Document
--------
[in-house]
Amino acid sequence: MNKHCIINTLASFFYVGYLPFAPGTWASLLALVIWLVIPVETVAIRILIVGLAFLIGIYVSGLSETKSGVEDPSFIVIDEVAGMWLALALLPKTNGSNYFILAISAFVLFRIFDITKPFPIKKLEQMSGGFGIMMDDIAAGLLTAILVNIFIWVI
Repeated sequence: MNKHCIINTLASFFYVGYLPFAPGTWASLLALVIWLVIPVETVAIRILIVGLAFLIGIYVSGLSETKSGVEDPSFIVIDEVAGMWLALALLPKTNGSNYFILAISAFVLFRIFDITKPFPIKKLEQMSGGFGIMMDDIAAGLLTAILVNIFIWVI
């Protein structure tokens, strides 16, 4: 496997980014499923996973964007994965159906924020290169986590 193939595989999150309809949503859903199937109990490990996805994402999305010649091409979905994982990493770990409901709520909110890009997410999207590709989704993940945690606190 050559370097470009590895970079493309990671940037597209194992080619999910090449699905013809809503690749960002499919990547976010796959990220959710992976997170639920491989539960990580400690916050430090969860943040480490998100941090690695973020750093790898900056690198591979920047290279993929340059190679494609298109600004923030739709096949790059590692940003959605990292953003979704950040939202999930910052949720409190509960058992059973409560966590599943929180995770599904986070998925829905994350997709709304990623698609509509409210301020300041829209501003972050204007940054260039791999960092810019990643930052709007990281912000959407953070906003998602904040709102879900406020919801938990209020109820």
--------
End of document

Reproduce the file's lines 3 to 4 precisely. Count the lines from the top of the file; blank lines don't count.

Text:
Repeated sequence: MNKHCIINTLASFFYVGYLPFAPGTWASLLALVIWLVIPVETVAIRILIVGLAFLIGIYVSGLSETKSGVEDPSFIVIDEVAGMWLALALLPKTNGSNYFILAISAFVLFRIFDITKPFPIKKLEQMSGGFGIMMDDIAAGLLTAILVNIFIWVI
């Protein structure tokens, strides 16, 4: 496997980014499923996973964007994965159906924020290169986590 193939595989999150309809949503859903199937109990490990996805994402999305010649091409979905994982990493770990409901709520909110890009997410999207590709989704993940945690606190 050559370097470009590895970079493309990671940037597209194992080619999910090449699905013809809503690749960002499919990547976010796959990220959710992976997170639920491989539960990580400690916050430090969860943040480490998100941090690695973020750093790898900056690198591979920047290279993929340059190679494609298109600004923030739709096949790059590692940003959605990292953003979704950040939202999930910052949720409190509960058992059973409560966590599943929180995770599904986070998925829905994350997709709304990623698609509509409210301020300041829209501003972050204007940054260039791999960092810019990643930052709007990281912000959407953070906003998602904040709102879900406020919801938990209020109820």